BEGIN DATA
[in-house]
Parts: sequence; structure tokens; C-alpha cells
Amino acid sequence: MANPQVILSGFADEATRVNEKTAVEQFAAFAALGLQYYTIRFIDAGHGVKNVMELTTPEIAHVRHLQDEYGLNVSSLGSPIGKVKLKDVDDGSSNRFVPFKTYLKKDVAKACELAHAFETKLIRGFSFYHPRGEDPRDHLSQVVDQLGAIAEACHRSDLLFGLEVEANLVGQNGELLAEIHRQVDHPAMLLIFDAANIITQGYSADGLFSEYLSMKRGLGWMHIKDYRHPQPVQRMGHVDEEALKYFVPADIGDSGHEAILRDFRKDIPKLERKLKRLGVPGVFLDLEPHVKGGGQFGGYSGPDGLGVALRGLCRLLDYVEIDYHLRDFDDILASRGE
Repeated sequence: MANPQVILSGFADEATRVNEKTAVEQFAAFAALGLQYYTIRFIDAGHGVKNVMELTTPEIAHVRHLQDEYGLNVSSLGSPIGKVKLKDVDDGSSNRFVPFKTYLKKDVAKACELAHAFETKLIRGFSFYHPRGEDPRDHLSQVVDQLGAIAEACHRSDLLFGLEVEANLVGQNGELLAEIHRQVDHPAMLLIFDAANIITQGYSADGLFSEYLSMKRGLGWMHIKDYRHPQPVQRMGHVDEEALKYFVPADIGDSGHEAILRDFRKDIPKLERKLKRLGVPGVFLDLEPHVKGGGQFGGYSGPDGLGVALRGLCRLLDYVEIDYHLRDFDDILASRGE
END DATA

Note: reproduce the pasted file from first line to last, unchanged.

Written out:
[in-house]
Parts: sequence; structure tokens; C-alpha cells
Amino acid sequence: MANPQVILSGFADEATRVNEKTAVEQFAAFAALGLQYYTIRFIDAGHGVKNVMELTTPEIAHVRHLQDEYGLNVSSLGSPIGKVKLKDVDDGSSNRFVPFKTYLKKDVAKACELAHAFETKLIRGFSFYHPRGEDPRDHLSQVVDQLGAIAEACHRSDLLFGLEVEANLVGQNGELLAEIHRQVDHPAMLLIFDAANIITQGYSADGLFSEYLSMKRGLGWMHIKDYRHPQPVQRMGHVDEEALKYFVPADIGDSGHEAILRDFRKDIPKLERKLKRLGVPGVFLDLEPHVKGGGQFGGYSGPDGLGVALRGLCRLLDYVEIDYHLRDFDDILASRGE
Repeated sequence: MANPQVILSGFADEATRVNEKTAVEQFAAFAALGLQYYTIRFIDAGHGVKNVMELTTPEIAHVRHLQDEYGLNVSSLGSPIGKVKLKDVDDGSSNRFVPFKTYLKKDVAKACELAHAFETKLIRGFSFYHPRGEDPRDHLSQVVDQLGAIAEACHRSDLLFGLEVEANLVGQNGELLAEIHRQVDHPAMLLIFDAANIITQGYSADGLFSEYLSMKRGLGWMHIKDYRHPQPVQRMGHVDEEALKYFVPADIGDSGHEAILRDFRKDIPKLERKLKRLGVPGVFLDLEPHVKGGGQFGGYSGPDGLGVALRGLCRLLDYVEIDYHLRDFDDILASRGE